Conversion optimisation; why you need to start putting the afterthought first
For a marketer, taking a step back and attempting to view your situation from a fresh perspective can be one of the most valuable things you do. This is especially true when it comes to looking at the behaviour of customers on your website.
When you’re familiar with your brand and its website, it’s easy to assume that you know what your customers are up to online. While this may be the case, it can be difficult to know for certain without on-going insight and analysis, as customer behaviours will often change over time.
When you’re driving a good amount of traffic to your site, generating leads and then converting them, the usability of the site can often be an afterthought. In fact, optimisation is so often overlooked that 63% of companies surveyed by ConversionXL in the 2016 State of Conversion Optimisation Report stated that they have no structural approach to onsite optimisation.
So what would a structural approach look like? A comprehensive conversion strategy needs to be based on more than just quantitative data, it needs to draw on a range of sources including in-depth qualitative customer research.
The best people to inform how you should improve your online presence are your website visitors. They are your best source of information and should be included in every step of the process, whether you’re re-designing or building your website, or simply performing routine updates.
Tools such as Google Analytics can be used initially to identify opportunities to improve the user experience, while tried and tested means of user testing, such as eye tracking and focus groups, will provide the insight needed to make and implement data-driven recommendations.
Combining customer data with different research methods allows analysts to create a bespoke testing strategy tailored to a brand. Simply following best practice site design doesn’t allow a website to fulfill its objectives, whether that’s converting a visitor to a sale, capturing data, downloading information, signing up to a newsletter, or simply engaging with the brand and the website for a significant amount of time.
The research should also focus on the whole customer journey to understand what motivates users; how they have arrived on the site, what they want to do on the site, for example make a purchase or search for a specific piece of information, and what they intend to do afterwards.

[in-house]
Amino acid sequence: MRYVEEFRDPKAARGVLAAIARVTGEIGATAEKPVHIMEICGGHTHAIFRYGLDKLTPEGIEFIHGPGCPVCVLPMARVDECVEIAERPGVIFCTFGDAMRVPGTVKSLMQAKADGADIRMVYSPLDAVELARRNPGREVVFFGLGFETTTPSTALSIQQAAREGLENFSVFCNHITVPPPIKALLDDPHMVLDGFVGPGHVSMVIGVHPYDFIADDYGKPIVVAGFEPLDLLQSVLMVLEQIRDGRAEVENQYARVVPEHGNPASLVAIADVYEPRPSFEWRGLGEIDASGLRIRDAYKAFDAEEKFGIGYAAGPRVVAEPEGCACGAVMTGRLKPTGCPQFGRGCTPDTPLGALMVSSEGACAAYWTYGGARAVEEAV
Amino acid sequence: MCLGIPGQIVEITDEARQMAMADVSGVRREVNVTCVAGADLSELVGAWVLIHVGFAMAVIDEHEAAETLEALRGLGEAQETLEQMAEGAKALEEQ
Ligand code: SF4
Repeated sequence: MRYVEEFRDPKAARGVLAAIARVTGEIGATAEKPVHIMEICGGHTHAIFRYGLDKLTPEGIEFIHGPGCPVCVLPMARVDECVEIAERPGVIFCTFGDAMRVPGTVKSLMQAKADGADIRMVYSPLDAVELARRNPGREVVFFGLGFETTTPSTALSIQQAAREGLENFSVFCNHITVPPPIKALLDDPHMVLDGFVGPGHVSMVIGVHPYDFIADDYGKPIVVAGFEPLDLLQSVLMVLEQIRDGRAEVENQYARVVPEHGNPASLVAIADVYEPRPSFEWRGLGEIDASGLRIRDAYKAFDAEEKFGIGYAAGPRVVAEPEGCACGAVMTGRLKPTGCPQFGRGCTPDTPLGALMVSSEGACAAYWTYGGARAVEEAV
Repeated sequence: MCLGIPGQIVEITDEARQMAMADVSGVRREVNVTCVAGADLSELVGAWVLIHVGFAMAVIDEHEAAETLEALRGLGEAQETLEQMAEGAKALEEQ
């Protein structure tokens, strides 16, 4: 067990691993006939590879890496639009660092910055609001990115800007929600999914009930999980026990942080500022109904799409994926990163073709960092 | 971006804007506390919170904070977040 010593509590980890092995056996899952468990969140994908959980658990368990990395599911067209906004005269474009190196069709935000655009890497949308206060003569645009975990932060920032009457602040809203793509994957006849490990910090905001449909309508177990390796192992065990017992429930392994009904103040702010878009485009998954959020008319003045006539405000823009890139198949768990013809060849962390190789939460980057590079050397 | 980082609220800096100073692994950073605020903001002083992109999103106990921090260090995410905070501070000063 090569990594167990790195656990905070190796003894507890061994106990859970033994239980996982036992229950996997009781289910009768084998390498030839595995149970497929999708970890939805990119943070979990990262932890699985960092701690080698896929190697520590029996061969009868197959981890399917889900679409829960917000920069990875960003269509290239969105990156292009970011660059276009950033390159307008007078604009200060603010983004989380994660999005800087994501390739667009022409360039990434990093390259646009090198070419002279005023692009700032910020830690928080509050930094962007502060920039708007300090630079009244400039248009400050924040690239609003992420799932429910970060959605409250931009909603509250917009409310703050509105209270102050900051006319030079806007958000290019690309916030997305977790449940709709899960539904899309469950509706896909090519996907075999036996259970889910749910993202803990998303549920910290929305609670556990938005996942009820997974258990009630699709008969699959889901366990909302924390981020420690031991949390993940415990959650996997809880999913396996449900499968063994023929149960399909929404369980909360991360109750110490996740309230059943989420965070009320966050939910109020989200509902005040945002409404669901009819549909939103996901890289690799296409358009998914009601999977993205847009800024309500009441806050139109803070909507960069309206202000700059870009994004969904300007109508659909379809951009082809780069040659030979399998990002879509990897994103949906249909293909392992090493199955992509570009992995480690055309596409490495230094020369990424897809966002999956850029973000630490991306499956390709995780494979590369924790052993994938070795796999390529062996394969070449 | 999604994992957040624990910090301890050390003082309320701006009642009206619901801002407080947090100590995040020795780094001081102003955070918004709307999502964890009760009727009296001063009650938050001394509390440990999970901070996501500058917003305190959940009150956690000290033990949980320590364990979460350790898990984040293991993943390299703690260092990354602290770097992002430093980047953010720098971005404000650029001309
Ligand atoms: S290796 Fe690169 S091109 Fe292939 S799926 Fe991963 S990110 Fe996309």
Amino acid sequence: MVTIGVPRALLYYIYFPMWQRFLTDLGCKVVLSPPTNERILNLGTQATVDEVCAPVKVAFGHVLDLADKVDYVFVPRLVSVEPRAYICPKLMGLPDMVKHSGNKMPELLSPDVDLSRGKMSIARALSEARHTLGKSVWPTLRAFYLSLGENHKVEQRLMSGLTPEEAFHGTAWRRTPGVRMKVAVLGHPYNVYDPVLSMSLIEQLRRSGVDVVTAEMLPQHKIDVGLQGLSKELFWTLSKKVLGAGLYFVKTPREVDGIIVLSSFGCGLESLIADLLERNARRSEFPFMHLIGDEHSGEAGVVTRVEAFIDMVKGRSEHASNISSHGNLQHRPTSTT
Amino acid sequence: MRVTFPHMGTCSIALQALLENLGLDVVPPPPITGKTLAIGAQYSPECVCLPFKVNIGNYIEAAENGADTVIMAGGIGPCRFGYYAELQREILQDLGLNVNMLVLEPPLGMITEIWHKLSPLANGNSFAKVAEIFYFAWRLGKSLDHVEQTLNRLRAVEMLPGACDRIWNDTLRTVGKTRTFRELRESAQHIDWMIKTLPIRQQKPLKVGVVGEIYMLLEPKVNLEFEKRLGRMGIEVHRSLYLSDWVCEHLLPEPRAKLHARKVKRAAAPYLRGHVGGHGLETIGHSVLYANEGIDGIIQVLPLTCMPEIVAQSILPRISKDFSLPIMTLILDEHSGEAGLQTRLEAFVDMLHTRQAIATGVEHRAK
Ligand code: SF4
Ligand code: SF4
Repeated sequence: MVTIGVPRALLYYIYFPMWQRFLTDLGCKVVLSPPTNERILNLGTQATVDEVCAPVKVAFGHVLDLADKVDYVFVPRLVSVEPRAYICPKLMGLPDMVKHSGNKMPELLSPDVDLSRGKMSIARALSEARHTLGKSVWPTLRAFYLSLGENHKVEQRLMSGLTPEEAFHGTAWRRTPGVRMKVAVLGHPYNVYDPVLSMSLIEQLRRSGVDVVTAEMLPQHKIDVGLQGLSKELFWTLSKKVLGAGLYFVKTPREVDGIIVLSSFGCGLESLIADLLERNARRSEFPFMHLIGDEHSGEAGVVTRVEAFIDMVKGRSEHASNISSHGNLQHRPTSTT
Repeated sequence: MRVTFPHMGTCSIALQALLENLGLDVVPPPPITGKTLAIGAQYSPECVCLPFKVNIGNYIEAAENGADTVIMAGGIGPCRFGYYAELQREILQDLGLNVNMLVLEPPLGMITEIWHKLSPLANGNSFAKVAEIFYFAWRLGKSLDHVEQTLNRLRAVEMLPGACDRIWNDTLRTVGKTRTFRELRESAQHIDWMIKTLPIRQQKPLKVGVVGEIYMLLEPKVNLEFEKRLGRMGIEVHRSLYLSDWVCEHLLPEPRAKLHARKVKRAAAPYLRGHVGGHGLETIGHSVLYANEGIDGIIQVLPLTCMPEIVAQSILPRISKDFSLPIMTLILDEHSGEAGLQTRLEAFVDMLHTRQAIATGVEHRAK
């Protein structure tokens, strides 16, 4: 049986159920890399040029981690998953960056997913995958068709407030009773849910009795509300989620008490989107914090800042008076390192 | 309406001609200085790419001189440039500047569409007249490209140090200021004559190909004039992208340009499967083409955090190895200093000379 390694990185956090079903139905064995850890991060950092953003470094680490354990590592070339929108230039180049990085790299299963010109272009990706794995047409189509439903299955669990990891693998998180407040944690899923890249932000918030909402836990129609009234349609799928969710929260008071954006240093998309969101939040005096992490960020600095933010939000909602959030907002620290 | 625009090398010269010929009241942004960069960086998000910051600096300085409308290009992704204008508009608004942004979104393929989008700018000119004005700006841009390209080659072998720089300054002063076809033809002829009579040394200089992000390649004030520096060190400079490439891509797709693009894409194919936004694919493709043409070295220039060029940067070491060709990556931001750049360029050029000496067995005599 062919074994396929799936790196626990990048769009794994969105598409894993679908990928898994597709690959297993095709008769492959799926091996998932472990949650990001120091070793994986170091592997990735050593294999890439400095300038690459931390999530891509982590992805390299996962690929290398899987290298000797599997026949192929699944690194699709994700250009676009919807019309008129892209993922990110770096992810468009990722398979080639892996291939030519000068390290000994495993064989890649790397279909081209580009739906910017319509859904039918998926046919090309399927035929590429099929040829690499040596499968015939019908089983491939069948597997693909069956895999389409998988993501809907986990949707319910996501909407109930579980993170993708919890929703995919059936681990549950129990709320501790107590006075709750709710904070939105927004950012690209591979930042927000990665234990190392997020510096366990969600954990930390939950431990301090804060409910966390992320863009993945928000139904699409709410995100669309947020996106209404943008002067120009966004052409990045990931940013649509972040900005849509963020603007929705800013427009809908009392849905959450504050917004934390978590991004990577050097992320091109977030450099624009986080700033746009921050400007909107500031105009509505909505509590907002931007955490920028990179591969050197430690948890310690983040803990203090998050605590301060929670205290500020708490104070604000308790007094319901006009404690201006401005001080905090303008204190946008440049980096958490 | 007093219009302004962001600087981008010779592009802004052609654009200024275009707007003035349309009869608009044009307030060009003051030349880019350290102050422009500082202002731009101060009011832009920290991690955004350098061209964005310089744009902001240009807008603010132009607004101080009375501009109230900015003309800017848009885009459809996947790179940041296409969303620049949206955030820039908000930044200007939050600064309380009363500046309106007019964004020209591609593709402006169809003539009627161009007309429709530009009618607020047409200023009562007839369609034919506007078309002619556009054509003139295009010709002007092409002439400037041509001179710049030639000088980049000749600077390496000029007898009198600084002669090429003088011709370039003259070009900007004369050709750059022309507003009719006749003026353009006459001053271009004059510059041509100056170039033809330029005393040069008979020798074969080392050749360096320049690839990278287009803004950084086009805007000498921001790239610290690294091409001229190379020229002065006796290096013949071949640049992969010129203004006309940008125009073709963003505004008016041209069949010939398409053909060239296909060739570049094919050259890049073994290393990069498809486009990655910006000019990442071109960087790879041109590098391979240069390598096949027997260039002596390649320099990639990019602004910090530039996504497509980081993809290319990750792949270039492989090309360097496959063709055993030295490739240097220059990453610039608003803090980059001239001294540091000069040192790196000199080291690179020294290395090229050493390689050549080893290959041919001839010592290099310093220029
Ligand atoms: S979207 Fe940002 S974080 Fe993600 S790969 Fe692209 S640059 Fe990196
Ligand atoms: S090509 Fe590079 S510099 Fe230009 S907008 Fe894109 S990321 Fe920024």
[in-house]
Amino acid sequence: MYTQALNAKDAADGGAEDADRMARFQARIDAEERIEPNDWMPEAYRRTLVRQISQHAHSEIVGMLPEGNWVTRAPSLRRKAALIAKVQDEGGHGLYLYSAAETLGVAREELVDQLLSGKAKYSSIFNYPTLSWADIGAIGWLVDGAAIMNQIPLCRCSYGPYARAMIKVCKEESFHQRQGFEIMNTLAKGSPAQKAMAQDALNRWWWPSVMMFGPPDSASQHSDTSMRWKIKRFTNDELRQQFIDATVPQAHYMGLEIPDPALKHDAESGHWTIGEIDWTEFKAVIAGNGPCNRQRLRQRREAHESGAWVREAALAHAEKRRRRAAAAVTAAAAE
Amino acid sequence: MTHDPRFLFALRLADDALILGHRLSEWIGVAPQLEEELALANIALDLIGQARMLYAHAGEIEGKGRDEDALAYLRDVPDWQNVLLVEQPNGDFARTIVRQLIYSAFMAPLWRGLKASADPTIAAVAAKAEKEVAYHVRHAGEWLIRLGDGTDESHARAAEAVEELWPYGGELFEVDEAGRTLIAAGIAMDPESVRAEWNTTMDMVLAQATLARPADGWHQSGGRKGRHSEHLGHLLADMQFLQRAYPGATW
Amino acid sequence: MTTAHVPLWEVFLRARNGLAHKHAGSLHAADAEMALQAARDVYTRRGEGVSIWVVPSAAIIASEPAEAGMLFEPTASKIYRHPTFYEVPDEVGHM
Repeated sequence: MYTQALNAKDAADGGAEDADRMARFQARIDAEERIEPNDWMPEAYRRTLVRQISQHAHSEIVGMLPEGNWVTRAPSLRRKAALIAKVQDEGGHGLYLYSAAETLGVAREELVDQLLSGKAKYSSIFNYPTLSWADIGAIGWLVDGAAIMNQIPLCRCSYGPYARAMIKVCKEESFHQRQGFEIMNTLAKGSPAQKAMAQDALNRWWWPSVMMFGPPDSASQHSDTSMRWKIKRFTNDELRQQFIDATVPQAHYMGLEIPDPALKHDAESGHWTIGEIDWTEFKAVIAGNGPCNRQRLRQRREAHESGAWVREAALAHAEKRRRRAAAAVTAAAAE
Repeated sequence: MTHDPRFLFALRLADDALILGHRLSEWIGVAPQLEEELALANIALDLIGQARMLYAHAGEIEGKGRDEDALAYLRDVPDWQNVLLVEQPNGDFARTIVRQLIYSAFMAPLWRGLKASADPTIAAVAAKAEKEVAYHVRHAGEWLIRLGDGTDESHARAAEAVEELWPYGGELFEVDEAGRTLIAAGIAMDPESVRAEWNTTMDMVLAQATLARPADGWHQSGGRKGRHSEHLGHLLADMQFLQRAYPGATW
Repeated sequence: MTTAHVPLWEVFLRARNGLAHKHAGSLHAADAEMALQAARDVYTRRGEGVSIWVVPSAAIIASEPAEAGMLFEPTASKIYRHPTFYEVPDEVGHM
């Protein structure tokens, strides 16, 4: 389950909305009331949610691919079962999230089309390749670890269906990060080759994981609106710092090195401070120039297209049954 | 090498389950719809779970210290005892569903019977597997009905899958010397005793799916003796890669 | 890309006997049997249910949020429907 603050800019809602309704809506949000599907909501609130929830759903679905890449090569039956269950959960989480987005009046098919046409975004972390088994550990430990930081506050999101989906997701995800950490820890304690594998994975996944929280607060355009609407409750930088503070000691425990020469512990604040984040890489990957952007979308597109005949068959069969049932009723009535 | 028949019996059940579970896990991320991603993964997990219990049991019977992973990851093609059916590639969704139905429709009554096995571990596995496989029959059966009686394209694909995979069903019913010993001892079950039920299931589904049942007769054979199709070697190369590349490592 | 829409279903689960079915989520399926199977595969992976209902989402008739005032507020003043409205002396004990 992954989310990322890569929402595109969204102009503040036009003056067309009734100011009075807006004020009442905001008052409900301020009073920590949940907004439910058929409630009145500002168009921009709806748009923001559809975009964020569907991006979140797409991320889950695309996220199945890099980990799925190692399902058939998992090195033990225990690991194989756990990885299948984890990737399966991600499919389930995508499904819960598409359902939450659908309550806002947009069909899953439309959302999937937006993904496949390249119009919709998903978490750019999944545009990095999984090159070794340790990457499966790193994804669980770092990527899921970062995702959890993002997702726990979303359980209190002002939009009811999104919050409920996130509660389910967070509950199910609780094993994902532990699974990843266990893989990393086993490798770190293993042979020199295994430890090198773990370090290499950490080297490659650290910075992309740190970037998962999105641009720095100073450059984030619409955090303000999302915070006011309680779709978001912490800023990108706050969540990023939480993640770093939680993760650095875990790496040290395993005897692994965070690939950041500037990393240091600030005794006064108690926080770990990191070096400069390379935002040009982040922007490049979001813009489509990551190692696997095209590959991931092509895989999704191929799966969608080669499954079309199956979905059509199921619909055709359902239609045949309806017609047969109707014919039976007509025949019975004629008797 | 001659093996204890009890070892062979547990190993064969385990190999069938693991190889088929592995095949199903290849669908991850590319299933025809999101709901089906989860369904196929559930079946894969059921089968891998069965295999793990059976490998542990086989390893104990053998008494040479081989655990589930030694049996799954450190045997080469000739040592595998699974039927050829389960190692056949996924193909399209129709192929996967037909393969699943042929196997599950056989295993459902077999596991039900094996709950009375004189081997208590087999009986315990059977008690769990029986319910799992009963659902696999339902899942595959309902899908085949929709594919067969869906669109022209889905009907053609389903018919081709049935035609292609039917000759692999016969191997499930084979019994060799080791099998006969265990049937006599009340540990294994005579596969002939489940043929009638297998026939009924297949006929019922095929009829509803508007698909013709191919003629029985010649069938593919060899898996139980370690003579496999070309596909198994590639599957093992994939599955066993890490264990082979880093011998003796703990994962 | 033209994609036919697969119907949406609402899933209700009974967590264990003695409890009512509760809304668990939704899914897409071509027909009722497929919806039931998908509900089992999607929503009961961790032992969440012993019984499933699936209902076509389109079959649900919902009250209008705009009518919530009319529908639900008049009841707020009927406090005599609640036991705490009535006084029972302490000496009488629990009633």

Using this information can help to improve the user experience for visitors across the board. This activity can be focused on improving micro-conversions such as phone calls, in-store visits or email subscriptions.
Investing the time in the insight phase pays dividends when it comes to creating more successful testing recommendations. While Google suggests that a success rate of one in 10 conversion tests is a good result, Epiphany’s tests to date have delivered a 75% success rate, which have driven an additional £850k of testing revenue alone for clients.
Conversion shouldn’t be approached as a one-off project, it requires on-going testing and refining to make a website as successful as it can be. Ensuring conversion is considered when making any changes to the site is vital in maximising any opportunity.
Expanding content with thought to the user journey increases the chances of turning each visitor into a customer. Likewise, testing all new hero banners and messaging will ensure all additions are made with the objective of the website in mind.
Given that the cost of building a new site can be quite high, it’s perhaps understandable that factors such as hierarchy structures, brand messaging and the “look and feel” of sites are often prioritised above conversion.
In the end though, the key factor for judging the success of a website should always be its ability to meet the objectives set out initially.
Michael Ellis is head of CRO at Epiphany.
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